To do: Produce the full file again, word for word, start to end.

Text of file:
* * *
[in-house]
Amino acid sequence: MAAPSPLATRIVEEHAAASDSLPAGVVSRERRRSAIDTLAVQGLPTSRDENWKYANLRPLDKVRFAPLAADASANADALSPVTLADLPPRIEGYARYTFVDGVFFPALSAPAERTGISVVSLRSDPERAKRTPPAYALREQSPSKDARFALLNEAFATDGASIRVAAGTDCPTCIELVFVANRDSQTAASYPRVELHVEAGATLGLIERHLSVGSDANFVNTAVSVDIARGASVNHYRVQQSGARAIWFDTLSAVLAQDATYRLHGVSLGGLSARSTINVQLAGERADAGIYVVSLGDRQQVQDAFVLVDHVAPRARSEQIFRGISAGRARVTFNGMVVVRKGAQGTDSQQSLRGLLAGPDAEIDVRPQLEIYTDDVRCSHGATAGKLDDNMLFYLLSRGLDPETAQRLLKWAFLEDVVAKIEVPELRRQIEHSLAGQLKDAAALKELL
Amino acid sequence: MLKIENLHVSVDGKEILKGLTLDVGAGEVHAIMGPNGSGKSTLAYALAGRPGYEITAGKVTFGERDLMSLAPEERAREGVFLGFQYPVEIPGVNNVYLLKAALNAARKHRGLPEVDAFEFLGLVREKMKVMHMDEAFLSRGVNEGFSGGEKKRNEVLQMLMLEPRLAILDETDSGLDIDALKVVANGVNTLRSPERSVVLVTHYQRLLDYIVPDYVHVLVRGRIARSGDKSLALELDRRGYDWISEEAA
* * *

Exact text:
[in-house]
Amino acid sequence: MAAPSPLATRIVEEHAAASDSLPAGVVSRERRRSAIDTLAVQGLPTSRDENWKYANLRPLDKVRFAPLAADASANADALSPVTLADLPPRIEGYARYTFVDGVFFPALSAPAERTGISVVSLRSDPERAKRTPPAYALREQSPSKDARFALLNEAFATDGASIRVAAGTDCPTCIELVFVANRDSQTAASYPRVELHVEAGATLGLIERHLSVGSDANFVNTAVSVDIARGASVNHYRVQQSGARAIWFDTLSAVLAQDATYRLHGVSLGGLSARSTINVQLAGERADAGIYVVSLGDRQQVQDAFVLVDHVAPRARSEQIFRGISAGRARVTFNGMVVVRKGAQGTDSQQSLRGLLAGPDAEIDVRPQLEIYTDDVRCSHGATAGKLDDNMLFYLLSRGLDPETAQRLLKWAFLEDVVAKIEVPELRRQIEHSLAGQLKDAAALKELL
Amino acid sequence: MLKIENLHVSVDGKEILKGLTLDVGAGEVHAIMGPNGSGKSTLAYALAGRPGYEITAGKVTFGERDLMSLAPEERAREGVFLGFQYPVEIPGVNNVYLLKAALNAARKHRGLPEVDAFEFLGLVREKMKVMHMDEAFLSRGVNEGFSGGEKKRNEVLQMLMLEPRLAILDETDSGLDIDALKVVANGVNTLRSPERSVVLVTHYQRLLDYIVPDYVHVLVRGRIARSGDKSLALELDRRGYDWISEEAA